Be honest with the messages you tell yourself for a healthier approach to better well-being.
We all recall the adage you are what you eat. But what if we reverse it to say you eat what you are, and then take it one step further to say, eat what you are. EAT WHAT YOU ARE. What does that mean exactly?
Every New Year’s countless humans who perhaps didn’t sleep well the night before or perhaps drank or ate too much swear to sweat and burn off those holiday pounds, and along with it all the other pounds they may have gained over the course of the year or from previous years. But is it healthy to think in these terms we have normalized, which really amount to a sort of self-immolation and self-destruction?
Rewrite the Messages You Receive
We talk about torching or burning calories in a workout or shrinking your silhouette; these terms point to a diminution of the self and promote the idea that somehow there is too much of us on earth and that we need to take up less space, exercise until we burn calories, eat less, be less. We are constantly being fed a message that women should eat less, and men should eat more, and that women should be thin and small, and men should be big and muscular.
But what if we keep the resolution to lose weight but recouch the terms we use? What if we rephrase our intentions to eat better? What if we take it one step further to identify our specific personal needs based on our own physical issues, our own mental issues, to create a new diet, a permanent eating lifestyle which considers our individual needs and reflects where we want to be instead of where and how society tells us we should be.
For example, I am a perimenopausal woman with Hashimoto’s thyroiditis and celiac, two autoimmune conditions. I should have no business eating gluten dairy or soy, otherwise my conditions will progress. I should keep my caffeine down because for me, it promotes nervousness, anxiety, and sleeplessness, and blocks many precious nutrients from being absorbed by my gut. Over the years I have slowly and steadily changed my diet, not because I have wanted to lose weight, but because I have wanted to have better physical and mental health.
Discover Your Real Motivation
My motivation is not a slimmer silhouette but a more serene state of mind, a better memory, a well-slept self. My motivation is to retain and maximize my health and to be the healthiest me I can possibly be at whatever age I am. Physically, mentally, spiritually. But my diet should not be for everyone.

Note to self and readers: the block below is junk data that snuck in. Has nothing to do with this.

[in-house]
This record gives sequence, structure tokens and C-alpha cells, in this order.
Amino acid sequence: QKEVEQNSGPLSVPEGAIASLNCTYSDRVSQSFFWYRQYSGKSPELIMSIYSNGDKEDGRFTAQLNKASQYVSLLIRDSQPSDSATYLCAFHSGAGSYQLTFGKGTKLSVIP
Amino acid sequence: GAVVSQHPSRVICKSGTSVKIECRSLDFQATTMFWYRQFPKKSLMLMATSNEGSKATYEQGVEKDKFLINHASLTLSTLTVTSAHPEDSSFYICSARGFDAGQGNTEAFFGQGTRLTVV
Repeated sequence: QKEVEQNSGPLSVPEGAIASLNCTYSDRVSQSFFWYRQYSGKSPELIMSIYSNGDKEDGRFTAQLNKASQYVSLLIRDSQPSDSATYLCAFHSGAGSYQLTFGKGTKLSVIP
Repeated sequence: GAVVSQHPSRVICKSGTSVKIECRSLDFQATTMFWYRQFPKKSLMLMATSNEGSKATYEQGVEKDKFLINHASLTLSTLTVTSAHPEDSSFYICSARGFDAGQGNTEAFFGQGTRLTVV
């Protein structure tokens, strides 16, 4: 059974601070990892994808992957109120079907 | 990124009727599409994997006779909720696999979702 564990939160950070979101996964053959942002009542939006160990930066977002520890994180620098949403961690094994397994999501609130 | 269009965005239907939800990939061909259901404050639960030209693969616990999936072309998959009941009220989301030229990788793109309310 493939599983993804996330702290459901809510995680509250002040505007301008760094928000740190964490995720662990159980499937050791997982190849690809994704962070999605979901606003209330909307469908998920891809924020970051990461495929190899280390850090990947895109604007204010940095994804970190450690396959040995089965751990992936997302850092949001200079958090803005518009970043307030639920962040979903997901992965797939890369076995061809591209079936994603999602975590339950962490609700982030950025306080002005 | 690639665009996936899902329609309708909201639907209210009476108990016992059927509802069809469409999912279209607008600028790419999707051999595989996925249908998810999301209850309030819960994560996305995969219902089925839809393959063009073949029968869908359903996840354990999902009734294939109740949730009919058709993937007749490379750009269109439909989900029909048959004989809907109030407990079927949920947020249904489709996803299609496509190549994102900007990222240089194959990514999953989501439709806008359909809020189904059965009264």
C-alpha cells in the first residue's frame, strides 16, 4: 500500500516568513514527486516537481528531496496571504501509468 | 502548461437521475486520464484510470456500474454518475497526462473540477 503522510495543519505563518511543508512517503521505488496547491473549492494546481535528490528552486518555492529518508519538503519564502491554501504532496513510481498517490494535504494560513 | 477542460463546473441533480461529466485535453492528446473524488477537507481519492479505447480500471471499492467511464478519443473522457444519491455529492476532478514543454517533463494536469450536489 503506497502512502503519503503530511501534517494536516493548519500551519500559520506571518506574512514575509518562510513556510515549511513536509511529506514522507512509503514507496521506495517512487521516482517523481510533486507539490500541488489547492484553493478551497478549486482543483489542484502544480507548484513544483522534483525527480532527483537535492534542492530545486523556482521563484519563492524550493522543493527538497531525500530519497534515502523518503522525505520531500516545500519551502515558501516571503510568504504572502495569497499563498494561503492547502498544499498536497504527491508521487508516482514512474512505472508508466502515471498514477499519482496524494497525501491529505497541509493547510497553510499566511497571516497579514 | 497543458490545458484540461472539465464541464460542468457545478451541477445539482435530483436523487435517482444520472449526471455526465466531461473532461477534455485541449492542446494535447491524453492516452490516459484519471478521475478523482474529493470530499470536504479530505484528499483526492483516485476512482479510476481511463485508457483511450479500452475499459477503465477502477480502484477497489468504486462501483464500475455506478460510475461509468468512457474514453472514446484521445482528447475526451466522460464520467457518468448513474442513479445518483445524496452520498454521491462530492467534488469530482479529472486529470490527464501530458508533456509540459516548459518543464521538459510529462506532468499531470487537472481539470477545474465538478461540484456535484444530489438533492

For me, grains are poisonous, but for others, grains can provide precious nutrients to the body. I have to take care to eat other foods and take supplements to account for this food staple that is missing from my own diet. I happily abstain from grains because I know that they will, in the end, hurt me, and make me less myself. Being gluten free makes it easy for me to say no to the tempting treats that abound during the holidays because I know it will make me feel bad, really bad, and that is motivation enough for me.
What Does Your Diet Lack?
What tendencies do you have to physical or mental ailments, and how can you remedy them through eating better? Do you suspect any allergies or sensitivities, and if so, can you try removing them from your diet for a month or two to see if you feel better without them? Then, add them back in one at a time, to see if you get any negative effects from eating them. This is classic Elimination Diet 101 stuff.
Do You Suffer from Insomnia?
Take out the glass of red wine at night which helps you relax, replace it with a bath or chamomile tea and a magnesium supplement. Or try some restorative yoga or meditation before you sleep. Don’t be afraid to experiment with different modalities until you find the right one for you.
Be Brutally Honest With Yourself
This journey starts with a big requirement: that you resolve to learn more about yourself, about what makes you tick and what doesn’t, and that you come out of it knowing yourself better than ever before. It is a journey that will require you to be brutally honest with yourself, to analyze every aspect of yourself, and most importantly, to forgive yourself and acknowledge that you are on a life journey which will require you to completely overhaul yourself. This does not mean that you cannot “cheat” once in a while … but you will no longer call it a cheat because you would have decided beforehand that it is ok to have that glass of wine or gingerbread cookie and then resume your regular diet which has been custom designed for you and your needs by you.
Eat to Be More, Not Less
If you are what you eat, the eating comes first and the you follows, but if you eat what you are, you are making a conscious choice to accept or reject specific foods that result in your being the best you yet—and that is healthy inside and out.
You are eating a sweet potato because it is rich in beta carotene, fiber, potassium, and magnesium and it fills you up and powers you through your workout: it makes you more whole, more centered, more you. You are not eating a sugar free low-fat muffin because it tastes good and is low in calories and will purportedly make you weigh less if eaten over time but has no nutritional value. You are eating to be whole and to be more, not to be less. And that is when you are truly eating what you are.